64. 64. II. EXAMINATION LOCAL 7) Rigid Sigmoidoscopy:  This will complete examination of the rectosigmoid colon:  It can detect low sigmoid neoplasm  It can detect rectal ballooning below obstructing colonic carcinoma  Insertion of rectal tube via sigmoidoscope can be diagnostic and therapeutic for sigmoid volvulus
  65. 65. III. INVESTIGATIONS (BASIC) LABORATORY  CBC  BUN  SERUM ELECTROLYTES  PT;PTT  SERUM CREATININ  LIVER FUNCTION TESTS  EARLY: lab.Results may be normal  LATE: Rise inPCV and blood urea(dehydration)  High leucocytosis(Strang.or Peritonitis)  Hypokalaemia(depletion of K BODY STORES)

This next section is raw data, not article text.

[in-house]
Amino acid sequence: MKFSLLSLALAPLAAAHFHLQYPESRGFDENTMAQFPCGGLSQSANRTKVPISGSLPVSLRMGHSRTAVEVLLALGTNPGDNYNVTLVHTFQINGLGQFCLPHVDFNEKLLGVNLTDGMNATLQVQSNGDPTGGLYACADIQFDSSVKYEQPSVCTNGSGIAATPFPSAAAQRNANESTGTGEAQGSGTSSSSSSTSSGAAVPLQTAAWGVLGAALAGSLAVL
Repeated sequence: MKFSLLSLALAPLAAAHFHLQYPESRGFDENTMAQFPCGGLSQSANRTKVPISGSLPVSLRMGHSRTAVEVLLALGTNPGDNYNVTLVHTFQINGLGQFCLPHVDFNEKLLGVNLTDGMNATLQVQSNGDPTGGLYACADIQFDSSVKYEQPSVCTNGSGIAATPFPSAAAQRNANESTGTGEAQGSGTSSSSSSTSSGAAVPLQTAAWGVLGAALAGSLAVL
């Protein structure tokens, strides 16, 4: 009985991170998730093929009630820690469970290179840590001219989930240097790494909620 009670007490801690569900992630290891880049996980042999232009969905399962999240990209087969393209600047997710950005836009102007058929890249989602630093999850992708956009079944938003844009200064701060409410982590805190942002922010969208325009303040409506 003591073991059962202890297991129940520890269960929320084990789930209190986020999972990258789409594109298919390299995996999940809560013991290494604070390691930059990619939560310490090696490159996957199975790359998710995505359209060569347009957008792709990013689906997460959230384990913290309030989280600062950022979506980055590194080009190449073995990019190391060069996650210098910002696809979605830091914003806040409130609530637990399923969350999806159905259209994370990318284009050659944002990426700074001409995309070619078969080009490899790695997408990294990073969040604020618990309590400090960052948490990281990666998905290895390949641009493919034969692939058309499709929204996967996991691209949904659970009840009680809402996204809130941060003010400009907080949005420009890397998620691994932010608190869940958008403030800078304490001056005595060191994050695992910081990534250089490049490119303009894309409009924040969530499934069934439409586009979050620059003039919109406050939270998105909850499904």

66. 66. III. INVESTIGATION(BASIC) PLAIN ABDOMINAL X- RAY  Confirm presence of intestinal obstruction  Suspect level of obstruction A. Supine Film: Gas distended Bowel Loops B. Erect Film: Multiple Fluid Levels  Gas-Distended CAECUM :indicate colonic obstruction  Collapsed CAECUM(and large bowel): indicate small bowel obstruction  CAECAL OBSTRUCTION(near ileocaecal valve): present as small bowel obstruction
  67. 67. THE DIFFERENCE BETWEEN SMALL AND LARGE BOWEL OBSTRUCTION Small BowelLarge bowel •Central ( diameter 2.5cm+ vulvulae connventines) •Ileum: may appear tubeless •Peripheral ( diameter 5cm+) •Presence of haustration •Presence of solid faeces
  68. 68. DIAGNOSIS OBJECTIVES
  69. 69. DIAGNOSIS OBJECTIVES Five Questions Should Be Answered: I. Is The Diagnosis INTESTINAL OBSTRUCTION II.Mechanical Vs Adynamic III.Simple Vs Strangulated IV.Proximal SB / Distal SB / Colonic V. The Likely ETIOLOGY